• Childcare workers in New Hampshire have reported that the state’s requirements to wear masks and maintaining social distance with young children are impractical for their day to day operations. (May 22)
  • New Hampshire restaurants will be allowed to reopen for outdoor dining on Monday, May 18. (May 18)
  • New Hampshire businesses, including retailers, drive-in movie theaters, golf courses, barbers and hair salons, will begin to phase in or expand services on a limited basis on May 11 under the Stay At Home 2.0 program. The program is in effect until May 31. (May 7)
  • Governor Sununu issued emergency order 31 establishing the COVID-19 Long Term Stabilization Program for New Hampshire first responders and front-line workers to receive Medicaid funded stabilization treatment. (April 16)
  • Governor Sununu issued an emergency order directing the creation of temporary non-congregate housing for first responders and homeless individuals who may have been exposed to COVID 19. (April 10)
  • Governor Sununu issued an emergency order 27, suspending hotels and short-term rentals for all non-essential reasons. (April 6)
  • Governor Sununu announced that New Hampshire is formally making a disaster declaration to the federal government. (March 30)
  • On March 16, Governor Sununu issued an emergency order (Emergency Order 5) to give individuals who are unable to work or who have reduced hours due to the COVID-19 pandemic immediate access to unemployment benefits. (March 16)
  • This applies for individuals whose employer temporarily closes due to COVID-19; individuals that need to self-quarantine; individuals that need to care for a family member that has COVID-19; individuals that need to care for a dependent because of school closures, childcare facility closures or other similar types of care programs; and self-employed individuals that are temporarily unable to operate their business because of any of the above-listed situations. (March 16)

Economic Stimulus & Relief:

  • Governor Sununu announced the creation of an equity response task force that would recommended strategy and plan to address the disproportionate impacts of COVID-19 on communities of color in New Hampshire. (May 28)
  • Governor Sununu issued Emergency Order 41 extending Medicaid coverage to allow COVID-19 testing for uninsured New Hampshire residents. (May 6)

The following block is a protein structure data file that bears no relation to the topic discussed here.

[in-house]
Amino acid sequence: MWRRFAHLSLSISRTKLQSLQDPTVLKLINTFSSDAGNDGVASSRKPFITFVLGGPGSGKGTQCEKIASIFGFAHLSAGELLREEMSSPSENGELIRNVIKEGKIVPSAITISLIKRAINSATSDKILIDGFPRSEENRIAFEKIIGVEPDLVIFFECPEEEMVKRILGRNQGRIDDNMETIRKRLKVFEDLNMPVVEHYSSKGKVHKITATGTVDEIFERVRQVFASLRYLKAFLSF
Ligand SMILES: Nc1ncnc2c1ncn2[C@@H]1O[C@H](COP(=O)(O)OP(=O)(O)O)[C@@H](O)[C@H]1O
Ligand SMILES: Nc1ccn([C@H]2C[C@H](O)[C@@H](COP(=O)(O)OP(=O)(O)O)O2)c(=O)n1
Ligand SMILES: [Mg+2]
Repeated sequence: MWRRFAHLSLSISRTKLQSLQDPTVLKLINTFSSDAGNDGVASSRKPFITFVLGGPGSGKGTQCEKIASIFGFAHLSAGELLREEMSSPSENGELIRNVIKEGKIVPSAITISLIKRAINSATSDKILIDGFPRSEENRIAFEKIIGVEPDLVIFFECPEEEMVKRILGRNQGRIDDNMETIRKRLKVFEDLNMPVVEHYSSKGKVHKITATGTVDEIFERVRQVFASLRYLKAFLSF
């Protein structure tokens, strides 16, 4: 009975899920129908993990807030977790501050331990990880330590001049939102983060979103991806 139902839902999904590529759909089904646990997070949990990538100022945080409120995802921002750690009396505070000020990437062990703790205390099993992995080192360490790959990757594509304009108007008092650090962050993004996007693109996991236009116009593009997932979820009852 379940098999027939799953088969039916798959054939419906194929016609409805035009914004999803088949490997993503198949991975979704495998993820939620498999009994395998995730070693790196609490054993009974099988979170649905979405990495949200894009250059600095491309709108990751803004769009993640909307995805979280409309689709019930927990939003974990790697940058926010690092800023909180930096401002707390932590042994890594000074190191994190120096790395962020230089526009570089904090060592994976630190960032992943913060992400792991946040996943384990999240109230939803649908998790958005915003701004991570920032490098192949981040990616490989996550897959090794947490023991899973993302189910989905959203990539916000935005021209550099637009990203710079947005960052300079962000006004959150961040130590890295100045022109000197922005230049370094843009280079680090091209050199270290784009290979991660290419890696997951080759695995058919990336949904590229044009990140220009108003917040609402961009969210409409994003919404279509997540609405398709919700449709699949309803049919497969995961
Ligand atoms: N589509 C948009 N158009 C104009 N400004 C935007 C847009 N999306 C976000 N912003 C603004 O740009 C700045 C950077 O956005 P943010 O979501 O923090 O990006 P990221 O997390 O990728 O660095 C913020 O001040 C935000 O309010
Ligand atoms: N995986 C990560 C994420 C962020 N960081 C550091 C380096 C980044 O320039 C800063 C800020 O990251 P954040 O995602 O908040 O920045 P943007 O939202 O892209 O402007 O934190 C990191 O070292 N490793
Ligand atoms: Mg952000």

• Over 1,700 small businesses and non-profits in New Hampshire have been approved for $356 million in emergency loans through federal stimulus law. (April 10)
  • Governor Sununu sent a letter to Secretary Mnuchin regarding the CARES Act and requested state guidance on the timeliness of funding. (April 2)
  • New Hampshire’s congressional delegation announced the state will receive an additional $11.7 million in federal aid from the coronavirus relief package to help community service programs and the homeless. (April 2)
  • Governor Sununu issued an emergency order to help ensure that domestic and sexual violence crisis centers have the resources needed to provide critical services to victims of domestic violence during the COVID-19 outbreak. (April 1)
  • Governor Sununu issued an emergency order to authorize emergency funding for child protection services, including domestic violence support, substance use support, the Strength to Success program, technology to support youth family services families, and the family resiliency support line during the COVID-19 outbreak. (April 1)
  • New Hampshire’s congressional delegation announced that the state will receive an additional $147 million from the massive coronavirus aid package signed into law by President Trump. (March 31)
  • New Hampshire will receive $1.25 billion in relief from the CARES Act. (March 30)
  • For those unemployed due to COVID-19, New Hampshire increased the weekly minimum benefits from $32 to $168, added an additional $600 per week to individual benefits, and extended the maximum length of benefits from 13 weeks to 39 weeks. (March 30)
  • New Hampshire extended interest and dividend payment deadlines to June 15 for 98% of interest and dividend taxpayers. (March 30)
  • New Hampshire’s Attorney General joined 32 other states in asking online retailers Amazon, eBay, Facebook, Walmart, and Craigslist to prevent price gouging on coronavirus-related products. (March 25)